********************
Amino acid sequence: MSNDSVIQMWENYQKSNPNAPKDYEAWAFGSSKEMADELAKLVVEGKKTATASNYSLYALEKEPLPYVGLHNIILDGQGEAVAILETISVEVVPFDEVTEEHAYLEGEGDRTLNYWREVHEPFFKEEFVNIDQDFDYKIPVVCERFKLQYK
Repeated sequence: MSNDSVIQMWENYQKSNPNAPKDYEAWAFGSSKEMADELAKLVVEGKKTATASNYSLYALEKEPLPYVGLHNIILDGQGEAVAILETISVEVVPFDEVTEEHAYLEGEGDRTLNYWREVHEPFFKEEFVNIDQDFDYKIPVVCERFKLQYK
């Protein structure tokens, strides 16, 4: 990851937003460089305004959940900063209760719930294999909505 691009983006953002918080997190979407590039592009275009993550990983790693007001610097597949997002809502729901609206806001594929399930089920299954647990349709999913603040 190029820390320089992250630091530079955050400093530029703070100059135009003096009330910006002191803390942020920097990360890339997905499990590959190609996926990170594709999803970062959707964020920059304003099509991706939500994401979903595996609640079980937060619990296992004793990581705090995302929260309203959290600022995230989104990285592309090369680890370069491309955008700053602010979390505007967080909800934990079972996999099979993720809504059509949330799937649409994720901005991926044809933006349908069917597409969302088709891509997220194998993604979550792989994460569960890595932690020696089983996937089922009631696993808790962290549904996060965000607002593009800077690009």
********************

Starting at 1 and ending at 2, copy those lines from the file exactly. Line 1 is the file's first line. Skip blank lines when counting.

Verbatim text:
Amino acid sequence: MSNDSVIQMWENYQKSNPNAPKDYEAWAFGSSKEMADELAKLVVEGKKTATASNYSLYALEKEPLPYVGLHNIILDGQGEAVAILETISVEVVPFDEVTEEHAYLEGEGDRTLNYWREVHEPFFKEEFVNIDQDFDYKIPVVCERFKLQYK
Repeated sequence: MSNDSVIQMWENYQKSNPNAPKDYEAWAFGSSKEMADELAKLVVEGKKTATASNYSLYALEKEPLPYVGLHNIILDGQGEAVAILETISVEVVPFDEVTEEHAYLEGEGDRTLNYWREVHEPFFKEEFVNIDQDFDYKIPVVCERFKLQYK